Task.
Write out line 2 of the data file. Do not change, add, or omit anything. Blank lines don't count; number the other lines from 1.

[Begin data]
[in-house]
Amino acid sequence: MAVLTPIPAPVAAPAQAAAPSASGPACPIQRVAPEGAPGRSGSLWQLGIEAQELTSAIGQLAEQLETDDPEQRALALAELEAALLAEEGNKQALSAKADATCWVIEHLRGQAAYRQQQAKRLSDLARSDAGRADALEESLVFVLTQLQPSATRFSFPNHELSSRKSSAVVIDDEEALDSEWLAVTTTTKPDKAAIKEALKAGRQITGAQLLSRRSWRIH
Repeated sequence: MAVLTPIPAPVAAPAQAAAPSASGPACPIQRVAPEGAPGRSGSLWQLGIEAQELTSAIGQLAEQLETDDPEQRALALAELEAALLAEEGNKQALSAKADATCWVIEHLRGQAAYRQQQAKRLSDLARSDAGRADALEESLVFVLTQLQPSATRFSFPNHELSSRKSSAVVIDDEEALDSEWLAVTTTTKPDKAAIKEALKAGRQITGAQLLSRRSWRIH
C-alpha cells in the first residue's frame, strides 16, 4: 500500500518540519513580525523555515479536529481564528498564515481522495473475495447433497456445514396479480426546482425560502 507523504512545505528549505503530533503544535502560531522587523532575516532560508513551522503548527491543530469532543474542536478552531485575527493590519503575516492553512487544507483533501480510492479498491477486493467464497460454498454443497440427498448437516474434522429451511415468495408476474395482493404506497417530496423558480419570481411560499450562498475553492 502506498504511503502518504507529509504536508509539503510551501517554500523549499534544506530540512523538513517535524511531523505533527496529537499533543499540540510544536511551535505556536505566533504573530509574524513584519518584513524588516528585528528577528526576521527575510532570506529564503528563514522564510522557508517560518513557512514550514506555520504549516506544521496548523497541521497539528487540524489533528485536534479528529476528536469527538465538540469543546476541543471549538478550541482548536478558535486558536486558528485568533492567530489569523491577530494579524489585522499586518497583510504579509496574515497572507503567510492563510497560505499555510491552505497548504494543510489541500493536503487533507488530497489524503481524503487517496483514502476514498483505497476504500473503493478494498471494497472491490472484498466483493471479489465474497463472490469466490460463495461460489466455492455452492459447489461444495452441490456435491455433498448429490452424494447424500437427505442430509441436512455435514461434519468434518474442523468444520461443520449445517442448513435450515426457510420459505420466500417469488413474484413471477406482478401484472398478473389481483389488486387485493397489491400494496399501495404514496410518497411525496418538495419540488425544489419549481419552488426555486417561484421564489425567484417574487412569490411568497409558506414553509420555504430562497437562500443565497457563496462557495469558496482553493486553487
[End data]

Amino acid sequence: MAVLTPIPAPVAAPAQAAAPSASGPACPIQRVAPEGAPGRSGSLWQLGIEAQELTSAIGQLAEQLETDDPEQRALALAELEAALLAEEGNKQALSAKADATCWVIEHLRGQAAYRQQQAKRLSDLARSDAGRADALEESLVFVLTQLQPSATRFSFPNHELSSRKSSAVVIDDEEALDSEWLAVTTTTKPDKAAIKEALKAGRQITGAQLLSRRSWRIH